Sadly, despite its open status I found St George dark, cold and heartless - that might have been because the light was beginning to go and it felt like a Hammer House of Horror set but is more likely due to a thorough Victorian clean up, not, I'm afraid, my cup of tea but hats off for being open.
ST GEORGE. Reached along an avenue of lime trees. Mostly Dec, see the E window with a usual pattern of ﬂowing tracery, the segment-headed S aisle windows, the N windows, and the arcade inside of low octagonal piers and arches with one chamfer and one hollow chamfer. The chancel S doorway has a frieze of dog-tooth inside, a motif usually earlier than the date of the church. - FONT. Odd, octagonal, probably C14. Stem with eight attached shafts. Bowl shallow with quatrefoils and tracery. - MONUMENTS. Elizabeth Plampin d.1774. By R. Westmacott Sen. Woman standing by an urn on a sarcophagus. - Thomas Hallifax d. 1850. Unsigned. Niche with two angels in proﬁle kneeling symmetrically against an altar with a cross over it.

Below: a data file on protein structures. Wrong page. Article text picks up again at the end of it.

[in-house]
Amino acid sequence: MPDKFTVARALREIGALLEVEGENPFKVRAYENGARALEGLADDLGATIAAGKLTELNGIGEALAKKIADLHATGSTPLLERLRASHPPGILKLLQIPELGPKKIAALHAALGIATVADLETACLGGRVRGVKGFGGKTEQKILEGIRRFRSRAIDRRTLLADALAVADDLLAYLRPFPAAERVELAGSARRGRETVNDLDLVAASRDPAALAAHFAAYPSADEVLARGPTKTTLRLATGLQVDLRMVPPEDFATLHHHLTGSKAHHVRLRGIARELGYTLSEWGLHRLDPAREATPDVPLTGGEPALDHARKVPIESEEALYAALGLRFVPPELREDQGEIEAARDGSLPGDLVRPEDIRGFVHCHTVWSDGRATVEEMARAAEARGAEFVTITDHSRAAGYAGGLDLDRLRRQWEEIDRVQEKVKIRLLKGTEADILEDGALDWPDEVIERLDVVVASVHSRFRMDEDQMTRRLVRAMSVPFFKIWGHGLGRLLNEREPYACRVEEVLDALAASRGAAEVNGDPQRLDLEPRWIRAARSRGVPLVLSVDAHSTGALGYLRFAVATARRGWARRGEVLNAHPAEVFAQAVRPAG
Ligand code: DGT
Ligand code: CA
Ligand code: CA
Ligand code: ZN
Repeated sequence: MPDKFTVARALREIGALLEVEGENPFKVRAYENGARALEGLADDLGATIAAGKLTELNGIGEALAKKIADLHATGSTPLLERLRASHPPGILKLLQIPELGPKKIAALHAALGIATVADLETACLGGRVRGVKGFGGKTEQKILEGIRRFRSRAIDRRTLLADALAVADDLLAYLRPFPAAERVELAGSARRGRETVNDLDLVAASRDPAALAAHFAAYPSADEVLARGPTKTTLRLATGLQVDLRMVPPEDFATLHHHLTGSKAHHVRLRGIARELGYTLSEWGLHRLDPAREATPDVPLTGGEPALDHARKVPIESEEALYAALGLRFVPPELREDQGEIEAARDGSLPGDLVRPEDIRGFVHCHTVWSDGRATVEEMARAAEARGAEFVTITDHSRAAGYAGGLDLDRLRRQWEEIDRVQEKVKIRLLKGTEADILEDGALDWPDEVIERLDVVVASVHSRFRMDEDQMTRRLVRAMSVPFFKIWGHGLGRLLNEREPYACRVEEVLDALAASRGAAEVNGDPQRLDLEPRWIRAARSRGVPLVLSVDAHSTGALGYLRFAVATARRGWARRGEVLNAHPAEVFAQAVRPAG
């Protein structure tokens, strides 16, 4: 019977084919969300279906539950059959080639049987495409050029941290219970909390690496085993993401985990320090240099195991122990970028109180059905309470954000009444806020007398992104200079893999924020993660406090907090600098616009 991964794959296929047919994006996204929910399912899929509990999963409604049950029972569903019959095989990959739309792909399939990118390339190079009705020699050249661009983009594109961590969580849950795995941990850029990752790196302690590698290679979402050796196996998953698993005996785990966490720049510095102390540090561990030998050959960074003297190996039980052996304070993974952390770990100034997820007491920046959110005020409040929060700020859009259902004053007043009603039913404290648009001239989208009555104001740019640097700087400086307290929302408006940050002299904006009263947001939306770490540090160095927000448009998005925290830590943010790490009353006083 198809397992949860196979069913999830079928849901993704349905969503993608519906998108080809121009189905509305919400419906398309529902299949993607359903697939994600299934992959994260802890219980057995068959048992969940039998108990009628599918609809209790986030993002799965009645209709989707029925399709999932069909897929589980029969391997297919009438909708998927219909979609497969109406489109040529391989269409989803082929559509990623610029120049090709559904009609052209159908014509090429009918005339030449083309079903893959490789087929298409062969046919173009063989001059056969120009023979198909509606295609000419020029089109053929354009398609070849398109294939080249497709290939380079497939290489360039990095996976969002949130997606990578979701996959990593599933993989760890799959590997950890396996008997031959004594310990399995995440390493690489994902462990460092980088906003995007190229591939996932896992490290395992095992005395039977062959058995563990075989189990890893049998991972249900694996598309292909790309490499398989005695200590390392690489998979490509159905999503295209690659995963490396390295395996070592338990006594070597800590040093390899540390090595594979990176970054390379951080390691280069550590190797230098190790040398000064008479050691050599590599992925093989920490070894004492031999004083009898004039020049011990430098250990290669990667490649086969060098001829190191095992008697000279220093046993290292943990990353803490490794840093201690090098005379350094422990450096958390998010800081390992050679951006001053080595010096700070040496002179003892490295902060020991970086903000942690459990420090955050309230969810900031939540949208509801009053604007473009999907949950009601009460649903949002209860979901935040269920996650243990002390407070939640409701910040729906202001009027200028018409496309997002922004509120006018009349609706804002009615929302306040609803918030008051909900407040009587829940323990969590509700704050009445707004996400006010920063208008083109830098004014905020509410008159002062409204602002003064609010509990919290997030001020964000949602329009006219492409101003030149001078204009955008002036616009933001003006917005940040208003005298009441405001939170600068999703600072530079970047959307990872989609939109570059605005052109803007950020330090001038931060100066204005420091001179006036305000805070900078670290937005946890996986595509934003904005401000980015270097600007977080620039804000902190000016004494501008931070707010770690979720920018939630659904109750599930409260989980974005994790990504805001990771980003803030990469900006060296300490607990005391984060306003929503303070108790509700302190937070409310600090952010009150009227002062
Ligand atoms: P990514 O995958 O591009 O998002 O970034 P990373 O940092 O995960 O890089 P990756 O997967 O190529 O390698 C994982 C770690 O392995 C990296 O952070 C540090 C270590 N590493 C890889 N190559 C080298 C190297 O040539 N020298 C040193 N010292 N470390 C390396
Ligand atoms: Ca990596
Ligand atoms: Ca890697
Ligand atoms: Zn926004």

SHIMPLING. An avenue of limes shades the way to its 14th century church. It has a 15th century font and a Jacobean table. Some of the windows casting their dim religious light have fragments of ancient glass, bits of 14th century canopies, and heraldic shields thought to be 12th century, precious fragments indeed, for glass so old is rarely to be seen; there is exceedingly little of it in England. Outside, on a sunny wall, is an old mass dial.